Minnesota health officials are ordering bottled water for 80 homes in southern Washington County after determining perfluorochemical levels in the well water of those homes now exceeds a new federal health advisory level.
Residents were told this week about the contamination and will receive the bottled water at no cost until carbon filter systems can be installed in their homes, the Minnesota Department of Health said Tuesday.
The department said it's reviewing the studies and methods used by the federal Environmental Protection Agency to determine whether Minnesota should alter its safety levels for those chemicals.
"While we believe the immediate health risks for most people exposed to PFCs are low, the latest information from EPA indicates a risk for developing fetuses and infants. This additional information prompted us to take action now to reduce the risk of exposure from drinking water," Minnesota Health Commissioner Dr. Ed Ehlinger said in a statement. "People are exposed to PFCs ... from a wide variety of substances and consumer products in our everyday lives," he added. "Eliminating a significant source over which we have some control makes good public health sense."
Grow the Future of Public Media
MPR News is supported by Members. Gifts from individuals power everything you find here. Make a gift of any amount today to become a Member!
• MPR News archive: Toxic traces
Perfluorochemicals were used extensively by 3M for years at a plant in Cottage Grove in southern Washington County. The chemicals were used to make 3M products including Scotchgard anti-stain spray.
The company said in 2000 it was phasing out the use of the chemicals because they were toxic to lab animals. They also turned up in the blood of 3M workers, although the company said its employees were not harmed.
However, tens of thousands of east metro residents were exposed to trace amounts of the chemicals once used in 3M's manufacturing process and later disposed of in east metro waste sites.
Groundwater contaminated with PFCs was first discovered in the area in 2002. State pollution officials believe the chemicals got into the water supply from underground movement of water toward wells.
In 2005, an investigation by Minnesota Public Radio and American RadioWorks found that even after 3M said it would no longer make the toxic chemicals, the Minnesota Pollution Control Agency let two years pass before it began any inquiries.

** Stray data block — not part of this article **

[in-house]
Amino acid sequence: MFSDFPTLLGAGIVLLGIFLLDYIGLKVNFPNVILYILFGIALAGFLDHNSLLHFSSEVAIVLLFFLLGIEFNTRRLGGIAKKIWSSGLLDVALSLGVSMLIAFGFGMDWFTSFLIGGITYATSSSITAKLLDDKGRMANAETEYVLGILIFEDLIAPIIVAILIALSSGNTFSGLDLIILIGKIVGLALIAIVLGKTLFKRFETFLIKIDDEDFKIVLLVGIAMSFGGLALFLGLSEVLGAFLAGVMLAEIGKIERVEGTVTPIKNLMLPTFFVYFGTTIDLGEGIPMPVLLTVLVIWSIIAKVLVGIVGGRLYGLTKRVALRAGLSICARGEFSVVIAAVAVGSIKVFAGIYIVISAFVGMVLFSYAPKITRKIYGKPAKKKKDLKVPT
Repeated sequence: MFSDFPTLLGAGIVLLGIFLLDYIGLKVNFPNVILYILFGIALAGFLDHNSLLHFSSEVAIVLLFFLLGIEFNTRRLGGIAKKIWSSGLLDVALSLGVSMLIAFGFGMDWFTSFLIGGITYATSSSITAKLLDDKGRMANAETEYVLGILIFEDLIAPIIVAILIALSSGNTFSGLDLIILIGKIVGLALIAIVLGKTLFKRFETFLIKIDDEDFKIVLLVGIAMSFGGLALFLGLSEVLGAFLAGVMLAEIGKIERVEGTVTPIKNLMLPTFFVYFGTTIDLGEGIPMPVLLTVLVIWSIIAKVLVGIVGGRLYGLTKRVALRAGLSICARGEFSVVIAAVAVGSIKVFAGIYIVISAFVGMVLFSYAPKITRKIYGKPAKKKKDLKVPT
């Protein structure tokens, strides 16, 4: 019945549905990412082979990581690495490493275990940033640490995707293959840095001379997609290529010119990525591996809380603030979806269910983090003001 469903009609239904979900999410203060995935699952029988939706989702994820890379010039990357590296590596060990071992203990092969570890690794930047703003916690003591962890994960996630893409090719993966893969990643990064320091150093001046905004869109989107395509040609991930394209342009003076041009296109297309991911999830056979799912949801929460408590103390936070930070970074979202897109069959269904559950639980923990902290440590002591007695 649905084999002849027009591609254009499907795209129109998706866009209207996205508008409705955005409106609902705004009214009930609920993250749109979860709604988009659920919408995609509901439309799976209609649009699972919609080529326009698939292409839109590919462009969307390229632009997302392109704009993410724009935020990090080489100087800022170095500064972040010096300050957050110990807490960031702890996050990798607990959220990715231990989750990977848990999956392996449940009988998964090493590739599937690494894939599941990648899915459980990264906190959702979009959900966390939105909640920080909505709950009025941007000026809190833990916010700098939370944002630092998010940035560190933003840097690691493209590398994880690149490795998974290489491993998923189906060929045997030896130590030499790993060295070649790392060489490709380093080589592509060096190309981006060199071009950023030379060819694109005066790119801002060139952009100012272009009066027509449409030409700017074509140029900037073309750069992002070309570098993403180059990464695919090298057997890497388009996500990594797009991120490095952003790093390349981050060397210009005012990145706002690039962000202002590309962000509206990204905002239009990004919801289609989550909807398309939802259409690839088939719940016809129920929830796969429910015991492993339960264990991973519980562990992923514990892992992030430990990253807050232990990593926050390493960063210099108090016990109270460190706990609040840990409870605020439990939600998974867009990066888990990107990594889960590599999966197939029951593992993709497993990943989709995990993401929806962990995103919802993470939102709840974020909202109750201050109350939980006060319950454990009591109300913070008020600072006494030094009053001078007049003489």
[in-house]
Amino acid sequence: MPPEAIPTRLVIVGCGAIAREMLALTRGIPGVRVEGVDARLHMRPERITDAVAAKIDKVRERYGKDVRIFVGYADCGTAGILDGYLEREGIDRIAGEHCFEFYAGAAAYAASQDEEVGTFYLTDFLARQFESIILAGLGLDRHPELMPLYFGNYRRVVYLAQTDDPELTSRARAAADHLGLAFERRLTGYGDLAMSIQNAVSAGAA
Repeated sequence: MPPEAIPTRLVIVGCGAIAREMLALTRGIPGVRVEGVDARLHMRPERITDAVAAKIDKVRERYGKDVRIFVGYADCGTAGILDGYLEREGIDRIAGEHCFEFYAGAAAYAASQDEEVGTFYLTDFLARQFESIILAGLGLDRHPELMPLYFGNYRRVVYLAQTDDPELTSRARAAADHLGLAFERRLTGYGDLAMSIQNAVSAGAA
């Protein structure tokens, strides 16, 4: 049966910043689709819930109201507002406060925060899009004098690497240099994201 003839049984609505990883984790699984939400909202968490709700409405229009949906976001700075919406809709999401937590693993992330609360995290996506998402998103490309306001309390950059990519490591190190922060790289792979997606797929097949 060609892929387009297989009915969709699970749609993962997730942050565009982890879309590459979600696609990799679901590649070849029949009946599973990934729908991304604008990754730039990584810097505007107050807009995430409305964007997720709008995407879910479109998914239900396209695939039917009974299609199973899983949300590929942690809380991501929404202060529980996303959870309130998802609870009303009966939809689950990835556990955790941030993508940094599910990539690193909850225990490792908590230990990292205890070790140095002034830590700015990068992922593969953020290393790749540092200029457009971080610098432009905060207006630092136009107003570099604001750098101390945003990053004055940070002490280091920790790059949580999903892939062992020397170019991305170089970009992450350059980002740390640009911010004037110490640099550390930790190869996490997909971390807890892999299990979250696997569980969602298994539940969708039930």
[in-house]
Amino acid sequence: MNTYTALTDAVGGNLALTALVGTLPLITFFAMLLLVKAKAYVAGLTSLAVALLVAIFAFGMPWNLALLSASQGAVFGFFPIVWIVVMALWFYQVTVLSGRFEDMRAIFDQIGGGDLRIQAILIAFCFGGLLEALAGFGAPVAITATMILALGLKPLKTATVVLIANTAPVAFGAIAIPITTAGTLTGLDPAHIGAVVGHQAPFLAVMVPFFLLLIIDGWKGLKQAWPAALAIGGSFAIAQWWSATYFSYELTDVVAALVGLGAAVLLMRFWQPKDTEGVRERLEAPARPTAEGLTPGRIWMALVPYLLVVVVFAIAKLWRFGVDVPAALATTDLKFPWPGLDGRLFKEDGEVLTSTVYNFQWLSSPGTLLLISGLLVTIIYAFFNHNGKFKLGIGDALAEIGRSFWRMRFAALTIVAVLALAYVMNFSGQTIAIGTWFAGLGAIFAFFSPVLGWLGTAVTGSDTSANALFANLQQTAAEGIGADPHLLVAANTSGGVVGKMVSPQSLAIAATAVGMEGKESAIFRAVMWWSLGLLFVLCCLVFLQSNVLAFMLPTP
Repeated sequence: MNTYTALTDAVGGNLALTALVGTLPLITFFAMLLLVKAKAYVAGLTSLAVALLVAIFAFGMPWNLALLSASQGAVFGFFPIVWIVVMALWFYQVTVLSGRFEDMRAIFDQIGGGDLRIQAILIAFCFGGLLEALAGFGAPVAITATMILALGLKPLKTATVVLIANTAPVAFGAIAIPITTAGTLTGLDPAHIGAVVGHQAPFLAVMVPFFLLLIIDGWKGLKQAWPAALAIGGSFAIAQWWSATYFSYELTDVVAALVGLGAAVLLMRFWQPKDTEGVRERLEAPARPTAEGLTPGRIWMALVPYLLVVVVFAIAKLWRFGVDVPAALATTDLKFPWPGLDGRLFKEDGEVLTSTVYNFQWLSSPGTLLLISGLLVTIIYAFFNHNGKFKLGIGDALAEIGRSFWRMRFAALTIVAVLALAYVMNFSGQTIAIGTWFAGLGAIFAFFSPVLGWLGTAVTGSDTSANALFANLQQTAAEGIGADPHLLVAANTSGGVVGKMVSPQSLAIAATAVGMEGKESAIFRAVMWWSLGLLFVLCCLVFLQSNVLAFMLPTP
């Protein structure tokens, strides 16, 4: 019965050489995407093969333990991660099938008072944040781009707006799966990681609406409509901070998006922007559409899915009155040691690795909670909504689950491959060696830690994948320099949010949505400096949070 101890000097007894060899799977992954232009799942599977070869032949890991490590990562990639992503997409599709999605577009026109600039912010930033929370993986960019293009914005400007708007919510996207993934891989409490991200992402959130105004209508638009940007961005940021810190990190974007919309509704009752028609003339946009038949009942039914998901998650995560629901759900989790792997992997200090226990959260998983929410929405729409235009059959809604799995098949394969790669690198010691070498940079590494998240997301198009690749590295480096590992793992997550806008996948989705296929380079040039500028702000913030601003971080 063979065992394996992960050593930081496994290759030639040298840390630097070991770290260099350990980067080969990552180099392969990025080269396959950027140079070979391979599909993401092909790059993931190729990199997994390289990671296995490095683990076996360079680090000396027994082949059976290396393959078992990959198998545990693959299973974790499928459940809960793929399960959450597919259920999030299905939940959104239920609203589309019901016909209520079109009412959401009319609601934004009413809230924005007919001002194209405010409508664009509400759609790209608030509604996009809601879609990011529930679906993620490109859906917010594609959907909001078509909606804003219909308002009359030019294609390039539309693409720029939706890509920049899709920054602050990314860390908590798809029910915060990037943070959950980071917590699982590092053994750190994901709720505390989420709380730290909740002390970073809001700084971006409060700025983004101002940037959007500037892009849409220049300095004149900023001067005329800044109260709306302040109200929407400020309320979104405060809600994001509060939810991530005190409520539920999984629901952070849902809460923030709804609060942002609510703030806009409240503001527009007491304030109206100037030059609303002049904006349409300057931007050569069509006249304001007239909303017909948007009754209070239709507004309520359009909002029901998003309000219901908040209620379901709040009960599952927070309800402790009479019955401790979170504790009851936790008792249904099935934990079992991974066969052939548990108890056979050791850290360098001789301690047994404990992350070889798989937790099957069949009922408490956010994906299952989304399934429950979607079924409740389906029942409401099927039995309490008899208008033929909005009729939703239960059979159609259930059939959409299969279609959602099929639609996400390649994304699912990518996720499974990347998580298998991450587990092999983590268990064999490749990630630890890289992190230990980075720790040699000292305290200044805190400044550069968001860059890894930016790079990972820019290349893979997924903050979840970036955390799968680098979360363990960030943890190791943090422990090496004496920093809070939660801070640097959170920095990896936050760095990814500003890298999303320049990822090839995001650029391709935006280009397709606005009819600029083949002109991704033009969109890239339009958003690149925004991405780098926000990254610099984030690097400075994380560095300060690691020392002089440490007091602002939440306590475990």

On Tuesday, state health officials said EPA set the new health advisory levels based on recent studies in laboratory animals that indicated a value lower than their previous interim advisory value of 200 parts per trillion for perfluorooctane sulfonate and 400 ppt for perfluoro-octanoic acid would better protect developing fetuses and infants.
Minnesota's existing health risk limit of 300 ppt for PFOA and PFOS is likely to be protective for most people, said Jim Kelly, the state Health Department's manager of environmental surveillance and assessment.
State officials intend to sample 400 to 500 wells within the area of contamination in the coming months and will issue additional drinking water advisories as needed. More than 1,500 private wells in affected areas of Washington County are being monitored.
For most people, the concern is long-term, lifetime exposure to the chemicals, although "evidence indicates shorter-term exposure can present heightened concern for fetuses and infants," the department added.
Eighty-one Washington County homes currently have filters in place to remove contaminants to acceptable levels.
Four community public water supply wells in Oakdale have groundwater PFC contamination above the EPA advisory level, but that water is treated so that "no finished water in the distribution system is above the EPA level," the Health Department said, adding, "a similar situation occurred in Bemidji, where groundwater in two city wells is above the EPA advisory level. Bemidji is also blending its water so that no finished water in its system is above the EPA level."
Water with PFC levels above health advisory levels is safe for bathing, showering or washing clothes and cleaning, but should not be used for drinking or cooking. Residents in the affected area can call the Health Department at (651) 201-4897. A public meeting for the community is expected in coming weeks.